Sandra Bartlett has not worn her zebra striped platform heels since the 1970s.

They sat in the closet until Bartlett, 73, of Maplewood received a flier about a dance party for seniors last month. Remember Soul Train, the popular TV show hosted by the late Don Cornelius? 

Well, put your hands together and give it up for the Aging & Brain Health Alliance at Rutgers University-Newark.  The department brought its own flavor to the “Hippest Trip in America” with “Soul Brain,” an affair where seniors danced, learned tips to sharpen their minds and reduce the risk of Alzheimer’s, a form of dementia Black people get at twice the rate as the overall population.

Led by Dr. Mark A. Gluck of the Center for Molecular and Behavioral Neuroscience, the alliance studies brain health in Blacks over age 60 in the Newark area, a research and community engagement program that has garnered national recognition. 

As part of that work, the alliance started dementia caregiver support groups and sponsored educational dinners with funding from the National Institute on Aging. It is now enrolling 
Black families into a national research study to identify new genes for Alzheimer’s 
in people of African ancestry.

Bartlett believes in research, having already participated in Rutgers ongoing study of older Black Americans.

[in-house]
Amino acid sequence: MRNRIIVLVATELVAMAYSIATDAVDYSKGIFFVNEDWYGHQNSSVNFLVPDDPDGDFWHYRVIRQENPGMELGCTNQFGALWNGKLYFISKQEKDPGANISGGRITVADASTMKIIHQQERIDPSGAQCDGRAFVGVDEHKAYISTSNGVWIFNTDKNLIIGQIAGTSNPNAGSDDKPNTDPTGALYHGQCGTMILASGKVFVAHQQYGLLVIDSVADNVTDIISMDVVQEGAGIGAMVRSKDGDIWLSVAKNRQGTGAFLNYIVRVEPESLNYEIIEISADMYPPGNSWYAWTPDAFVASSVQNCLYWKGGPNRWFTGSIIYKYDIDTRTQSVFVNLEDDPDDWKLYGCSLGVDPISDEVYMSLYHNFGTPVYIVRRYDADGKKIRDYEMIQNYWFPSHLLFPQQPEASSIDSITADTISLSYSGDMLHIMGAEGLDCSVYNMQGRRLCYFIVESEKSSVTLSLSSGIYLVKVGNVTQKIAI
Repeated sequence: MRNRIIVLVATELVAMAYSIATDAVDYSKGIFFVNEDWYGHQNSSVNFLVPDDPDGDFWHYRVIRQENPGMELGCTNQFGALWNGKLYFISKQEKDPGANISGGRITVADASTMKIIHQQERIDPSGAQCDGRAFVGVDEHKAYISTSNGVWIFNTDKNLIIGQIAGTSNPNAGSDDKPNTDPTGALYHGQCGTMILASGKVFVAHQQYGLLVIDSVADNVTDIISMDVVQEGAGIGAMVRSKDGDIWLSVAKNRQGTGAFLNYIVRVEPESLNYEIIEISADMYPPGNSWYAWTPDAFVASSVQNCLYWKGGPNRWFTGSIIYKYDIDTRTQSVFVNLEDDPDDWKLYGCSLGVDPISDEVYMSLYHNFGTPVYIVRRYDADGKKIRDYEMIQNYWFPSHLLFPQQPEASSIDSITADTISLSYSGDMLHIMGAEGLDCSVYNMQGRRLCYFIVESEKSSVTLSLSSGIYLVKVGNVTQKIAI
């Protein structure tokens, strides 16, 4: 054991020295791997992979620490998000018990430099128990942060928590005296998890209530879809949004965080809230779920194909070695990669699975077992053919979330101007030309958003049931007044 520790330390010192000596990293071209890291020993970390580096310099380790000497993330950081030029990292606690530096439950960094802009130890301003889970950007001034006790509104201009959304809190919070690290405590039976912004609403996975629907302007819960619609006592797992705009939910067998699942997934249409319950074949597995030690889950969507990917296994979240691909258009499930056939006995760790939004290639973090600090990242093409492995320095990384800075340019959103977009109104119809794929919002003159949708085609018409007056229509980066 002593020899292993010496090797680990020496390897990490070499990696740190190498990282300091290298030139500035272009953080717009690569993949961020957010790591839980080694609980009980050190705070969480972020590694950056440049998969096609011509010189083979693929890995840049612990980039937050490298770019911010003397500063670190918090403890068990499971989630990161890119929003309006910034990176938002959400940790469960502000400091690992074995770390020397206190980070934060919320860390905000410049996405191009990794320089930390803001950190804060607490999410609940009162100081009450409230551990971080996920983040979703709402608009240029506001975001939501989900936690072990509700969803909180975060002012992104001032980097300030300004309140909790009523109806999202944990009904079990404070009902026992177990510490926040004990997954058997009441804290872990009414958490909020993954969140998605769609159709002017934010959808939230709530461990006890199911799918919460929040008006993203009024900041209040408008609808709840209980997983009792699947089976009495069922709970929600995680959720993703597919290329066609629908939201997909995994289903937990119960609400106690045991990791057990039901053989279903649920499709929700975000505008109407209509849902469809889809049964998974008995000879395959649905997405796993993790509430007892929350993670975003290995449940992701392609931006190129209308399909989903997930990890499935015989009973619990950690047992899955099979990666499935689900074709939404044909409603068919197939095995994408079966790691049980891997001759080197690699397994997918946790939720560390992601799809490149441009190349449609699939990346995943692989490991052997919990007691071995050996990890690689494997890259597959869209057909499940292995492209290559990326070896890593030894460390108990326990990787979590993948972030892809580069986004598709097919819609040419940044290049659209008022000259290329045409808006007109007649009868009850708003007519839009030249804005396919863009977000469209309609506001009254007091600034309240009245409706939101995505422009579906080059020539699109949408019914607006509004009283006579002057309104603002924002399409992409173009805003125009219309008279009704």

“Anything I could do to help me or someone else, or anything that I can do to keep my brain functioning and on point, I’m interested,’’ she said.

During a break in the music, spry party-goers listened to brain health educators then hit the dance floor at the East Orange Senior Center. They wore afros, dashikis and bell-bottom slacks while others pumped their fists and flashed the peace sign dancing down the Soul Train Line.

Barnes Reid, 71, was all in, unaware the event featured brain health. But after the presentation, Reid is considering joining the Rutgers study, understanding movement is key to longevity. 

He’s competed in a senior track meet, studied comedy and ran for an Irvington council seat. Reid’s passion, though, is choregraphing liturgical dances for the praise ministry at his church – Saint Matthew AME in East Orange.

“I do these things to keep my mind sharp,’’ he said. 

A brain health party every now and then will help, too.